Sen. Rand Paul won the 2013 Washington Times-CPAC presidential preference straw poll this past weekend with Sen. Marco Rubio coming in a close second, easily outdistancing the rest of the field and signaling the rise of a new generation of conservative leaders.
Mr. Paul won 25 percent of the vote and Mr. Rubio collected 23 percent at the three-day Conservative Political Action Conference, the annual gathering that takes the temperature of conservative grass-roots leaders.
Both Mr. Rubio and Mr. Paul were elected to the Senate in the 2010 tea party wave that served as a rebuke both to President Obama and to the legacy of President George W. Bush, and this past weekend's results suggest a conservative movement trying to move past the last decade's fights.
The results also captured the youthful and libertarian bent of the CPAC audience, where more than half of attendees were between 18 and 25 years of age, and where combatting government overreach was the most dominant philosophy.
Following Mr. Paul and Mr. Rubio in the balloting was former Sen. Rick Santorum in third with just 8 percent, New Jersey Gov. Chris Christie — who was not invited to speak at this year's CPAC — with 7 percent, and Rep. Paul Ryan, the GOP's vice presidential nominee last year, in fifth place with 6 percent.
Mr. Paul's victory puts him in the footsteps of his father, former Rep. Ron Paul, who won in 2010 and 2011.
"I've been standing with Rand since I came out of the womb," said Austin Alexander, a 26-year-old consultant from New York who voted for the senator in the straw poll, and who volunteered for the elder Mr. Paul's presidential campaign in 2012. Mr. Alexander said he believes the GOP is moving in the direction the Pauls espouse.
In past CPAC straw polls, activists have sometimes said they didn't find any strong candidates. This year, though, voters found plenty of choices they could be happy with — particularly with Mr. Rubio and Mr. Paul.
"They were both very good, and Marco Rubio's this positive, optimistic sort of ... embodiment of the American story," said Judy Blake, 67. "I really like Rand Paul, too. His was a more constitutional, principled, sort of thing and kind of more fact-based, if you will."
She opted for Mr. Rubio because she said he can attract a wider audience with his personal narrative.
The poll, sponsored by The Washington Times and conducted by Fabrizio, McLaughlin & Associates, surveyed 2,930 CPAC attendees between Thursday and Saturday. Of those, 41 percent were students, suggesting a crowd skewed toward younger conservatives — a theme of this year's conference.
Voters also decidedly leaned toward the libertarian wing of the GOP, as opposed to defense hawks or social conservatives: 77 percent said their chief goal was promoting individual freedom by reducing government intrusion, while just 15 percent said they are focused on traditional values and only 8 percent said they focus mainly on national security.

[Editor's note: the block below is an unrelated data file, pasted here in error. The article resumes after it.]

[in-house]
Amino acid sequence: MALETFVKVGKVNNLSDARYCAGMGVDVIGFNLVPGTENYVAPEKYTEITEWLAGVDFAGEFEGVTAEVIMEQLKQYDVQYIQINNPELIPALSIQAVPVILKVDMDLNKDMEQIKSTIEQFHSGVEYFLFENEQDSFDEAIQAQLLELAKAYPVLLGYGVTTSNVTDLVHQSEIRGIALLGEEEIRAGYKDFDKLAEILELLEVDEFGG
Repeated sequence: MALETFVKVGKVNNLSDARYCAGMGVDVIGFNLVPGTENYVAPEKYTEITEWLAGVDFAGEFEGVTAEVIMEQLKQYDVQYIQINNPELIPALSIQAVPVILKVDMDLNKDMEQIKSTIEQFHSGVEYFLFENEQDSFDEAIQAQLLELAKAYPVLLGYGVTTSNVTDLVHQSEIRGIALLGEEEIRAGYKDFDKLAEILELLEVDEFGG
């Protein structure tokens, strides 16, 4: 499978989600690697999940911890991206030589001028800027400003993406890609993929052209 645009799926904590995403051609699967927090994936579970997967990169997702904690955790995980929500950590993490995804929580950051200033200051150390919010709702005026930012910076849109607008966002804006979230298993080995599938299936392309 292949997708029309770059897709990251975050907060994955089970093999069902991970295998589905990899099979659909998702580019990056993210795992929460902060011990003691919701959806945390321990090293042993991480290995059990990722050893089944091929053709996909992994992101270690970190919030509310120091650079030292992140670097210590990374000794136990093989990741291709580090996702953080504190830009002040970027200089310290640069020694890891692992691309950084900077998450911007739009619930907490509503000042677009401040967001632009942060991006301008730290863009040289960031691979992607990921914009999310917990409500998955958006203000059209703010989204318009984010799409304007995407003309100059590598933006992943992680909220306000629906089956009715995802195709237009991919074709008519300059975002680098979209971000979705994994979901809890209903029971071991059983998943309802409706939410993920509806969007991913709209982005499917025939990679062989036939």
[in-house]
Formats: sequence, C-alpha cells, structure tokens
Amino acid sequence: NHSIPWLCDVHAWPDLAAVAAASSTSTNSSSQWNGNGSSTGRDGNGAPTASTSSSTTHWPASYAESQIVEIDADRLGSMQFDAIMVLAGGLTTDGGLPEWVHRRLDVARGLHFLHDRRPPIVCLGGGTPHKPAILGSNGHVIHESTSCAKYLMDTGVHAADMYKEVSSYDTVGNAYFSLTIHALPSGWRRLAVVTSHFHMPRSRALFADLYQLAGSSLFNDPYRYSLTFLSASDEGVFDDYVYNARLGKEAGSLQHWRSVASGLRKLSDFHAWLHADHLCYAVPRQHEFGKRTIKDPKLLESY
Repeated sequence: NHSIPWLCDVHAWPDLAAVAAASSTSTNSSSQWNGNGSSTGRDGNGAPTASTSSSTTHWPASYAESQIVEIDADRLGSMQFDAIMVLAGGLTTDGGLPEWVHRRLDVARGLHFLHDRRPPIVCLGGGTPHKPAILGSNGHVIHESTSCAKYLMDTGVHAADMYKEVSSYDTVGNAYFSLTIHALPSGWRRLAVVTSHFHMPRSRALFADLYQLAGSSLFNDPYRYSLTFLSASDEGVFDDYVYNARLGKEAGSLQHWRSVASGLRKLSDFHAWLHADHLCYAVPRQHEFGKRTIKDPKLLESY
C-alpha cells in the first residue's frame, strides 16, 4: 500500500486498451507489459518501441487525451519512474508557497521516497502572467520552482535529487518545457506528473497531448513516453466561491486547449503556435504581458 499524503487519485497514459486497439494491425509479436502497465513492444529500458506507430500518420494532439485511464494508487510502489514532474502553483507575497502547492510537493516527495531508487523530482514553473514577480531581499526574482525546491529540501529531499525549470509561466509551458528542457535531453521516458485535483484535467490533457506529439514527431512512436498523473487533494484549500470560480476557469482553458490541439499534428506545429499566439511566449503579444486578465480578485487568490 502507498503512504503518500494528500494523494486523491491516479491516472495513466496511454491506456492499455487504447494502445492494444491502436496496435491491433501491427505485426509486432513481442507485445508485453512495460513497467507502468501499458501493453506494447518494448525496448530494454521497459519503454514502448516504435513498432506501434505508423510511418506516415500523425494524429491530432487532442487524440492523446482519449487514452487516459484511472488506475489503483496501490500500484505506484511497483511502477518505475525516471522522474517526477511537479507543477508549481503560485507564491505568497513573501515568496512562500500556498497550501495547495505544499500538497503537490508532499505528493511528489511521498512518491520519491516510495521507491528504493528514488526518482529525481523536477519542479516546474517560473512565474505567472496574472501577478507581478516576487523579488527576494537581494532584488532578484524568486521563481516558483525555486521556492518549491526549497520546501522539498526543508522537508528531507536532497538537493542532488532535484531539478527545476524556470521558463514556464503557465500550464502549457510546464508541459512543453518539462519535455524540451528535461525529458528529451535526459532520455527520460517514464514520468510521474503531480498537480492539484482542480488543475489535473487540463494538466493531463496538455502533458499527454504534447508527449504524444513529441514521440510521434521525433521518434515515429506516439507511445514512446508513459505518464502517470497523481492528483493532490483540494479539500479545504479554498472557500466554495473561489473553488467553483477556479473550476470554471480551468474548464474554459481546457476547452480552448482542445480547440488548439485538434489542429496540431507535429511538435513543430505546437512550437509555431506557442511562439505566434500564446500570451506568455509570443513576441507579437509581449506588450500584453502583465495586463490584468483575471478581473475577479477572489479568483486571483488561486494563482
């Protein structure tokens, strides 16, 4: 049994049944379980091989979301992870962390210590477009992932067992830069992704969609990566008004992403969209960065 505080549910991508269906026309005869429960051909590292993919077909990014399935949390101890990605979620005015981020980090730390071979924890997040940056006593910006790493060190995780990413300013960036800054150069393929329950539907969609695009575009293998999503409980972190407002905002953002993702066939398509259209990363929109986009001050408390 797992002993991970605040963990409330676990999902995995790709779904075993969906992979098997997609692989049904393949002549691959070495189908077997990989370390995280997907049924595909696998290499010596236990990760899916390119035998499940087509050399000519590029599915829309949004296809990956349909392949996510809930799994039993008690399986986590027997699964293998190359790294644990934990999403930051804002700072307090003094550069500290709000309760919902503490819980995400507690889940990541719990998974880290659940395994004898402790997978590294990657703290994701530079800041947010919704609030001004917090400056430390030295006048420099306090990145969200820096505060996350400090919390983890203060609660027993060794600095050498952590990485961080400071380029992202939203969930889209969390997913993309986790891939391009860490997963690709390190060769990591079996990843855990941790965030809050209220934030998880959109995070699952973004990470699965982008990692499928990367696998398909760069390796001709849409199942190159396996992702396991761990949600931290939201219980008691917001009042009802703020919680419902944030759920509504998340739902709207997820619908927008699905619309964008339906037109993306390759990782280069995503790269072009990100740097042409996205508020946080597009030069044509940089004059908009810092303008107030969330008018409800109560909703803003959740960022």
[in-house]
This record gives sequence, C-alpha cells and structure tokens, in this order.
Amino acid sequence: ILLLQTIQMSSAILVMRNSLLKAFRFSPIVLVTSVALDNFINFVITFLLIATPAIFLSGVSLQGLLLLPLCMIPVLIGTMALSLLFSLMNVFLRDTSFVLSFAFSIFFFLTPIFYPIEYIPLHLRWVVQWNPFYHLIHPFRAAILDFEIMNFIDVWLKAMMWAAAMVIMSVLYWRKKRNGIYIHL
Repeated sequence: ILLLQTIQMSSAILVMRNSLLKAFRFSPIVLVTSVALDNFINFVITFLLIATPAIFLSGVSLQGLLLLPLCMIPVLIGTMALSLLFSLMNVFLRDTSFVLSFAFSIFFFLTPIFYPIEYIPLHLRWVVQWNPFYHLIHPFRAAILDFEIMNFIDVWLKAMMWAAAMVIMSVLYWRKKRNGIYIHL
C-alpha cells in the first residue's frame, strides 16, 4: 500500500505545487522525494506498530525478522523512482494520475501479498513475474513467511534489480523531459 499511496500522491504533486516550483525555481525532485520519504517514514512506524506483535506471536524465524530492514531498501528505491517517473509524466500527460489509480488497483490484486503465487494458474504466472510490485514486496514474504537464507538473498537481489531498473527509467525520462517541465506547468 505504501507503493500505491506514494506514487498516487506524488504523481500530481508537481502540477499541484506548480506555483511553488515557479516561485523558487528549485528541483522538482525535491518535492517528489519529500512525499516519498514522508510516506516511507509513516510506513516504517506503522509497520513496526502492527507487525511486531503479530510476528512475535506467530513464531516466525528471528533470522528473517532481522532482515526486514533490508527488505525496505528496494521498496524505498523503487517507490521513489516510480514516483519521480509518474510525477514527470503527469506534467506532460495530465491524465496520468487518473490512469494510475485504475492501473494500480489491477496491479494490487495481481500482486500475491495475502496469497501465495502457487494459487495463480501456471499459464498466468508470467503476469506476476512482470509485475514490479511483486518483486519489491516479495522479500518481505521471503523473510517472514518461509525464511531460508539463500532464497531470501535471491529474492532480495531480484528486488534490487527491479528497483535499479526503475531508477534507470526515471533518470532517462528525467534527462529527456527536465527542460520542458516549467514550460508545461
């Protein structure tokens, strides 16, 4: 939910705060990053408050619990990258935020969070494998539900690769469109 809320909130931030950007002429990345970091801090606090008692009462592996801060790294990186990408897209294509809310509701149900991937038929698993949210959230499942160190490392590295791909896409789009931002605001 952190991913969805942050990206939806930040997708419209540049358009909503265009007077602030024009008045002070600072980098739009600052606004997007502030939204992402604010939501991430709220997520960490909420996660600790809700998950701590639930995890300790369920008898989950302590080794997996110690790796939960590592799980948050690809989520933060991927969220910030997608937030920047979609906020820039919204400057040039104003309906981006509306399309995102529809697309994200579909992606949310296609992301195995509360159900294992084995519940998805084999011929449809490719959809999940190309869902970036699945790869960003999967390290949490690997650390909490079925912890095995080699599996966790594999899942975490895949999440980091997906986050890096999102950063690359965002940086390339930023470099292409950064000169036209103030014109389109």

Mr. Santorum and Mr. Rubio did well among the "values voters" in the CPAC straw poll.
James Reed, a junior at George Washington University, said he backed Mr. Santorum in the straw poll.
"I believe he stands up for traditional marriage and for the pro-life movement, and I'm a values voter — I can say that with pride," said Mr. Reed, who runs the pro-life student group at his school. "I'm Catholic; Senator Santorum is also Catholic. He's a member of the Knights of Columbus; so am I. We share the same values that we want America to have."
CPAC attendees were overwhelmingly skeptical of government use of drones to either spy on or to kill Americans, and strongly in favor of cutting spending to solve the federal debt problem, rather than raising taxes as part of a solution. But the voters did not like the composition of the budget sequesters, with 68 percent saying they didn't approve of across-the-board trims.
But it is the presidential preference poll that draws the most attention, and this year's results will be no exception.
In one surprising result, political newcomer Dr. Ben Carson, a neurosurgeon whose speech at the National Prayer Breakfast earlier this year became a conservative rallying point, came in seventh in the poll with 4 percent — tied with Sen. Ted Cruz.
Wisconsin Gov. Scott Walker collected 5 percent of the vote — good for sixth place.
The poll offered 23 names of potential presidential candidates, and let voters write in a name if their choice wasn't listed.
Several high-profile conservative lawmakers didn't crack the top 10, including a slate of sitting governors, led by Virginia Gov. Bob MCDonnell, Texas Gov. Rick Perry and South Carolina Gov. Nikki Haley.
Louisiana Gov. Bobby Jindal was in ninth place with 3 percent of the vote, tied with former Alaska Gov. Sarah Palin.
Former Florida Gov. Jeb Bush, who appears to be testing the presidential waters, was not on the ballot, at his own request.
He took less than 1 percent of the vote as a write-in — and some CPAC attendees went out of their way to say they don't want to see another Bush family member try to win the GOP's nomination.
"Bush — we don't need that," said KCarl Smith, founder of the Frederick Douglass Republican Movement. Mr. Smith said he planned to vote for Mr. Jindal, though he was also a fan or Mr. Rubio. He said Dr. Carson grabbed his attention. "Again, not another Bush — that's it for me."
Last year, Mitt Romney won the straw poll, which came in the middle of a bruising GOP primary. Mr. Santorum took second place.
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